Berger’s insightful piece draws upon a particularly interesting model utilized by scholars of Jewish history: the natural vs. intentional community. In applying this idea to the contemporary communal context, Berger gives voice to a nostalgic tendency in Jewish life, one that looks fondly back upon the communities of the past (the rebbes of Europe and their followers, for example) as somehow better and more solidly constructed than those we experience today. At the same time, his writing is hopeful: he indicates that we can still establish a “vibrant yet stable core,” despite the many challenges that face our community—and that Jewish day schools are critical to this essential goal.
While I certainly applaud Berger’s idea of establishing learned communities of Jews of every stripe, I also wonder about the very concept of a “core.” In the postmodern context, we live in a world that has come to be defined more by loosely attached networks than tight concentric circles around a core. These networks are precisely a response to the problems with a core: cores can be monolithic, exclusive, their participants somewhat uniform. Cores suffer from the particularly daunting challenge of maintaining a strong relationship with their peripheries and having strained relationships with outsiders. As Berger also notes, while cores evince strength on the inside, without constant communal support and ongoing validation of their priority, even the strongest core can decay over time.
I would suggest that we consider expanding Berger’s idea from the core/periphery model to that of a newer paradigm: the “distributed network.” Networks are redundant, pluriform and widely communicative—they link various disparate nodes that each serve different functions, and build linkages that harness individual, localized abilities and knowledge into global chains whose power and abilities far exceed those of the individuals they unite. If one node of a network fails or weakens, the other nodes can step in to hold the network together, providing greater resilience. And even if nodes of a network disagree, they can still continue to communicate and work together through a mediated relationship.
Consider, for example, the power of a wiki, a search engine, or JDate, and how these now play into Jewish life. Rather than seeking a rabbi (a “core” strategy) to answer a difficult, embarrassing, or overly simple question, many Jews now turn far more to Google, Wikipedia, blogs, or other such sources (a “network” strategy) to find multiple potential answers they can evaluate, select, and utilize. While the information in these sources is often unmediated and even sometimes wrong, the collective wisdom of the entire community can find expression through the give-and-take in these conversations, and a mediated truth eventually emerges.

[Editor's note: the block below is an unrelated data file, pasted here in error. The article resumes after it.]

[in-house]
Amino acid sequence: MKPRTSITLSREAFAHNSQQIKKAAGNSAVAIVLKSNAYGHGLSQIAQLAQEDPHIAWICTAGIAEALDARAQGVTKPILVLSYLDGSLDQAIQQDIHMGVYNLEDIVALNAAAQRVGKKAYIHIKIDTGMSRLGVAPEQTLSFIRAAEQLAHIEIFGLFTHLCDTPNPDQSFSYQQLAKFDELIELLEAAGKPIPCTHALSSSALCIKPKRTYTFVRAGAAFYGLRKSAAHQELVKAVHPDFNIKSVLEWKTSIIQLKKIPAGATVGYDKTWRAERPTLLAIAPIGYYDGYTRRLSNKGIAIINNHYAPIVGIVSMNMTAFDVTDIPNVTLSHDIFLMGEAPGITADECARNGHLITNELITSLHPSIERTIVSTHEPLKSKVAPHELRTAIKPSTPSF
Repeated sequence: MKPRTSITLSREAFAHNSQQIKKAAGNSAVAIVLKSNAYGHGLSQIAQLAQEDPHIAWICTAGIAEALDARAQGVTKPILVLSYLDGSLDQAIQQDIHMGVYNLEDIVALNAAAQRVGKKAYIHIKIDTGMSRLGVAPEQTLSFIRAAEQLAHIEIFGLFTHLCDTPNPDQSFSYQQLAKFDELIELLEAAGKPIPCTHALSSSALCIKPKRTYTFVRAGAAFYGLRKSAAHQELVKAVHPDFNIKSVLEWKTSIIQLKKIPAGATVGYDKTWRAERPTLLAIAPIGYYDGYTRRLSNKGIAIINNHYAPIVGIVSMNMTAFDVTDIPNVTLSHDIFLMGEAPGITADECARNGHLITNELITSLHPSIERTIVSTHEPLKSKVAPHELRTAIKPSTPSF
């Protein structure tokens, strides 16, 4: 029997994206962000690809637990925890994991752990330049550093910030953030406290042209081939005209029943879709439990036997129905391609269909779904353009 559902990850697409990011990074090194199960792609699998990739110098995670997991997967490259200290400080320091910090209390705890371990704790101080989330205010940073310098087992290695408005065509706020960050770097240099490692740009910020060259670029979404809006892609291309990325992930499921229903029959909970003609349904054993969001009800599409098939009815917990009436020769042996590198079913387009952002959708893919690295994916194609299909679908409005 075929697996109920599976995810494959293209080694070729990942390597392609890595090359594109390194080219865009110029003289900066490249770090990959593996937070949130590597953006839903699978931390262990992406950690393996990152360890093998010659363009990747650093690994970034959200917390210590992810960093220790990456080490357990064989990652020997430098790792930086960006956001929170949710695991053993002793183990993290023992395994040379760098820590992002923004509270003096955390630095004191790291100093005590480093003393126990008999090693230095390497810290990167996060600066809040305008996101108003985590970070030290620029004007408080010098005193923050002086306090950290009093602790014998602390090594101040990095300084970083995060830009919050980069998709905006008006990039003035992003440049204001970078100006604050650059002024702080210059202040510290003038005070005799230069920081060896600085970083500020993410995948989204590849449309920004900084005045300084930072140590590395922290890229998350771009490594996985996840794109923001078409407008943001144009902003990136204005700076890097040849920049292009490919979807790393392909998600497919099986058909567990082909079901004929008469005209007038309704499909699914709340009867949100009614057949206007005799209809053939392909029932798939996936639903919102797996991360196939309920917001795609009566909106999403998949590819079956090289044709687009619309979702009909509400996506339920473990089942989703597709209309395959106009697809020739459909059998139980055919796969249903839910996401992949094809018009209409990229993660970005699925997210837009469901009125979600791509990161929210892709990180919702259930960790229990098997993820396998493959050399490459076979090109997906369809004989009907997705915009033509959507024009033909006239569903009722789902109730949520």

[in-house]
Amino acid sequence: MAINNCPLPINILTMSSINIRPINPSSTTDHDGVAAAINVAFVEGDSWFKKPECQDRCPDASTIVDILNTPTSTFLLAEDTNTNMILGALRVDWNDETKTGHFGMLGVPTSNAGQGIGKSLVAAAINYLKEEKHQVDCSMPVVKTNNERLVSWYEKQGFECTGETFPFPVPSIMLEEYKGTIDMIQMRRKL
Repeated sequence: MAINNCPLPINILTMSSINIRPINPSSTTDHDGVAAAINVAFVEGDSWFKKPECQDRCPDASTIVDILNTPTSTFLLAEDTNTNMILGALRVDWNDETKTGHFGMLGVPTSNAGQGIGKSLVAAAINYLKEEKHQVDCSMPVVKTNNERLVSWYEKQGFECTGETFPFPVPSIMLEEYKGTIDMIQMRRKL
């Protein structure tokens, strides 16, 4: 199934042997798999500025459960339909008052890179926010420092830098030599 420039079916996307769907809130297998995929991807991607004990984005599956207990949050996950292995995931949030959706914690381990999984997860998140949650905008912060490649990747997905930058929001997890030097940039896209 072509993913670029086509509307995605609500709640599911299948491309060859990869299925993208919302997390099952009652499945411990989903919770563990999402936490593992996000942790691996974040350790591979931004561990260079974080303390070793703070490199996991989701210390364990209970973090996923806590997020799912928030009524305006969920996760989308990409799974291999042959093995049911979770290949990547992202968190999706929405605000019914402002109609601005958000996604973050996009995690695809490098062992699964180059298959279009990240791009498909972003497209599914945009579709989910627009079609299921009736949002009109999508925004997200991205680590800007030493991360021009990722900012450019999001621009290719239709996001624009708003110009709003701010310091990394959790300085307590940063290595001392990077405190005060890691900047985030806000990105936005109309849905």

On the JDate front, rather than seeking a partner at Jewish singles events or through a traditional shadchan, more and more our friends find mates and dates through online networks where they consider and select individuals they feel are appropriate. And the younger the generation, the more pronounced this tendency. If knowledge (or a wonderful Jewish spouse) is available from such resources, young Jews will be seeking, leading, and interacting with these resources. And as they change these resources, the resources change them and the way they behave as well. Such is the power of the network in our contemporary scene.
From this perspective, then, I would submit that the task of Jewish day schools in creating graduates who live purposeful Jewish lives is just as important, but slightly different from Berger’s conception. In essence, day schools must move beyond seeing themselves as creators of a privileged core elite of intentional Jews from whom Judaism will emanate to the natural community around it. Instead, day schools should seek to create as many radically different Jewish “nodes” as possible: talented, thoughtful, self-reflective Jews who can express extremely diverse viewpoints, respect and debate with opposing opinions, and work to mediate differences to create a coherent yet flexible, open-source “network Judaism” that will meet the needs of generations to come. These “nodes” can add to the “nodes” created by Jewish camping and seminaries, by religious schools and Israel trips, by adult learning and familial practice, to form and re-form a Judaism that can stay in touch with the times even as it honors our inherited legacy of sacred texts and traditions. This is, to me, the way that Judaism will continue the unending cycle of evolution that has kept it fresh, responsive, and creative for nearly three millennia. This is the sort of approach that will sustain the generations to come as they search for their own modes of commitment, conversation, and community to build and extend the Jewish tradition in new and exciting ways.
Rabbi Aaron Panken, Ph.D. teaches Rabbinic Literature and serves as Vice President for Strategic Initiatives at Hebrew Union College-Jewish Institute of Religion.
Each fall, the seventh grade students in my Jewish social studies class begin the year by participating in the Jewish Court of All Time online simulation. JCAT is an innovative learning adventure that is a joint venture between the University of Cincinnati’s...[More]
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